The Tall Trees Grove
Length 3.9 mi · Climbing 690 ft
Due to federal budget cuts, the six-mile-long access road to the Tall Trees trailhead has been closed. (June 2013)
The popular Tall Trees Grove is best known as the location of the Libbey Tree, which at one time was the world's tallest known living thing. Although taller redwoods have since been found, the Libbey Tree is still interesting because it's the only one of the former Tallest Trees that you can actually see. The locations of all the other tallest trees have been kept secret. Like the other tallest trees, the Libbey Tree itself is completely unremarkable when seen from the ground, a double trunk so small that you probably won't believe you're looking at the right tree.
Of all the major attractions in Redwood National and State Parks, the Tall Trees Grove is the most difficult to reach. To protect the grove, a limited number of cars per day are allowed access; permits must be obtained at Kuchel Visitor Center. Once you get your permit, it's a 45-minute drive to the trailhead, starting with a long climb up Bald Hills Road. You have to open a locked gate using a secret combination, then it's a 6-mile drive down a dusty (or muddy) gravel logging road. Finally, you have to walk 1.3 miles with a considerable elevation change to reach the grove.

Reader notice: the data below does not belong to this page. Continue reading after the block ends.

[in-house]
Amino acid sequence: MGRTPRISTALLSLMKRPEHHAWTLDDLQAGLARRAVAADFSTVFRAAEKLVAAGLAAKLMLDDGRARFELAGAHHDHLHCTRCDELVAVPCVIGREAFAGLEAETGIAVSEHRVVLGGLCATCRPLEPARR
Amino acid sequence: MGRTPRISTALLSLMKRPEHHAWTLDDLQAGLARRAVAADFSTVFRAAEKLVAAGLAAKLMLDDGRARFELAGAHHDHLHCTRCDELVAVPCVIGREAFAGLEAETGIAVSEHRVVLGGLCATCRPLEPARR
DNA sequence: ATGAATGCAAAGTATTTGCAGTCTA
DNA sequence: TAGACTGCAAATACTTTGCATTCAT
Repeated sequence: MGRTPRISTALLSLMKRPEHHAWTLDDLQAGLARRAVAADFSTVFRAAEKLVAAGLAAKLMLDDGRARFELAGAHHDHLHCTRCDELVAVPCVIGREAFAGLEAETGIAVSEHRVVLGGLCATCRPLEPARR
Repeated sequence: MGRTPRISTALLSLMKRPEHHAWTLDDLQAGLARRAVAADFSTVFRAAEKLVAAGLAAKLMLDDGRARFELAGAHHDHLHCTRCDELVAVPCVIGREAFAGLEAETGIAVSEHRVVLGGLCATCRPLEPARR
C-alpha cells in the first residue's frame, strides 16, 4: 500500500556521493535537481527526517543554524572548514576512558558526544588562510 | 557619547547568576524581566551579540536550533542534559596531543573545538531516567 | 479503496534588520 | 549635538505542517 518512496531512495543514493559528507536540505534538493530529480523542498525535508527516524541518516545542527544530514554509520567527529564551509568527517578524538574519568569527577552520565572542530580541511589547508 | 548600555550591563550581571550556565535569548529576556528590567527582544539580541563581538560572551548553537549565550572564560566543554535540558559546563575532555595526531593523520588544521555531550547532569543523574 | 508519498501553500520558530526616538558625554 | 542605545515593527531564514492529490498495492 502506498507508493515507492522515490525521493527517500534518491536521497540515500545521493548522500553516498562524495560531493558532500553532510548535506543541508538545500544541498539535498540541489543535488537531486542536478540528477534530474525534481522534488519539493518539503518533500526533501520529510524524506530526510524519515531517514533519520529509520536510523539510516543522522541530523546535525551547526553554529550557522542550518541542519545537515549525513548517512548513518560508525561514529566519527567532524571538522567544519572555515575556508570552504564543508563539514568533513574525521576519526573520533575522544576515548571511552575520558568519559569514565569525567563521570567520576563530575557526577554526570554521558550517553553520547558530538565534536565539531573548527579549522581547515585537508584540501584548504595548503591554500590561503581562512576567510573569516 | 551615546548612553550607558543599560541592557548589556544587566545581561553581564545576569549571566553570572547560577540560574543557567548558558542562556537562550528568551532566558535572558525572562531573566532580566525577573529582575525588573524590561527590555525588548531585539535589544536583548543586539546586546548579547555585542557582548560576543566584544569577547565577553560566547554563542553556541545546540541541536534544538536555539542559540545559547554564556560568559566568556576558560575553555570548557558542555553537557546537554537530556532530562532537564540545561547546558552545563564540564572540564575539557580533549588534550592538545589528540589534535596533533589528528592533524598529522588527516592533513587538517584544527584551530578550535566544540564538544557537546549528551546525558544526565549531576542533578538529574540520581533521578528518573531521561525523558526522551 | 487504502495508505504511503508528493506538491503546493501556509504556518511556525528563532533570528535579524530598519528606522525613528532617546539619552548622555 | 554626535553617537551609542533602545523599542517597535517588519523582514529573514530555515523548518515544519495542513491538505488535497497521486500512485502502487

Of course, the difficulty of getting there only adds to the grove's mystique; it feels like you're entering some secret hideout. Certainly, the whole experience wouldn't be quite so special if the grove were right next to Highway 101. Being so isolated, there's also a serenity that's hard to find in old-growth groves, with no traffic noise at all intruding on the peacefulness.
The grove itself, located on a thin strip of flat land alongside Redwood Creek, is rather small and narrow. In fact, there's only about a quarter-mile of big-tree scenery, and the grove's edge is always in sight. It's certainly a beautiful place, though, with a look that's all its own: a reserved magnificence, with dark-trunked monster redwoods set among 5-foot-tall ferns and a dense understory of hazelnut and other small trees. It's much different from the extravagant lushness of Prairie Creek or the expansive brilliance of Jedediah Smith. Between the grove and the creek is a layer of huge maple trees that the trail passes through.
Several side trails lead out of the grove to Redwood Creek. The broad, glittering creek, with its gravel banks and expansive views of the surrounding redwood-covered hillsides, is quite scenic. Many visitors hike down to the grove and spend a few hours relaxing by the creek and among the redwoods. With a permit, you can even camp anywhere along the creek banks a quarter-mile or more from the grove.
Another nice thing about the grove is that it's much further inland than the old-growth groves in the state redwood parks. If it's one of those cold, foggy summer days on the coast, there's a good chance that the Tall Trees Grove will be sunny and warm.